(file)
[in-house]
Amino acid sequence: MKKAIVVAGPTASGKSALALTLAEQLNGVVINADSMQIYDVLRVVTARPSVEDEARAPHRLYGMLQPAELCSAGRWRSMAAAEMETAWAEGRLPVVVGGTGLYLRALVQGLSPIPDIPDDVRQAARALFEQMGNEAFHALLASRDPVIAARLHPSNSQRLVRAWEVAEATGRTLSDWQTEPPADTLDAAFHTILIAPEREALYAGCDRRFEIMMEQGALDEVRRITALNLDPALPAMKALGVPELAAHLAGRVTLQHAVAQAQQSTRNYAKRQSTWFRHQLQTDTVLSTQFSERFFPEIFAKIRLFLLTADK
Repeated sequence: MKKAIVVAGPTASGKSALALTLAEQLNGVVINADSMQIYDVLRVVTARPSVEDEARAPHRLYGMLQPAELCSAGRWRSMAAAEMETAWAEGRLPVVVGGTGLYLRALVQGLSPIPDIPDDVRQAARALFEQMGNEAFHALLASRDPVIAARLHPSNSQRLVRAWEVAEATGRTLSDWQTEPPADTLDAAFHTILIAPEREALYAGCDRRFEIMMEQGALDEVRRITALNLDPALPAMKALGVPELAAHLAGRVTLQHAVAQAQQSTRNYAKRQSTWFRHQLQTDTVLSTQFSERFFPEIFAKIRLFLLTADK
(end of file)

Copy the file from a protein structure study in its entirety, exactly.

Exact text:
[in-house]
Amino acid sequence: MKKAIVVAGPTASGKSALALTLAEQLNGVVINADSMQIYDVLRVVTARPSVEDEARAPHRLYGMLQPAELCSAGRWRSMAAAEMETAWAEGRLPVVVGGTGLYLRALVQGLSPIPDIPDDVRQAARALFEQMGNEAFHALLASRDPVIAARLHPSNSQRLVRAWEVAEATGRTLSDWQTEPPADTLDAAFHTILIAPEREALYAGCDRRFEIMMEQGALDEVRRITALNLDPALPAMKALGVPELAAHLAGRVTLQHAVAQAQQSTRNYAKRQSTWFRHQLQTDTVLSTQFSERFFPEIFAKIRLFLLTADK
Repeated sequence: MKKAIVVAGPTASGKSALALTLAEQLNGVVINADSMQIYDVLRVVTARPSVEDEARAPHRLYGMLQPAELCSAGRWRSMAAAEMETAWAEGRLPVVVGGTGLYLRALVQGLSPIPDIPDDVRQAARALFEQMGNEAFHALLASRDPVIAARLHPSNSQRLVRAWEVAEATGRTLSDWQTEPPADTLDAAFHTILIAPEREALYAGCDRRFEIMMEQGALDEVRRITALNLDPALPAMKALGVPELAAHLAGRVTLQHAVAQAQQSTRNYAKRQSTWFRHQLQTDTVLSTQFSERFFPEIFAKIRLFLLTADK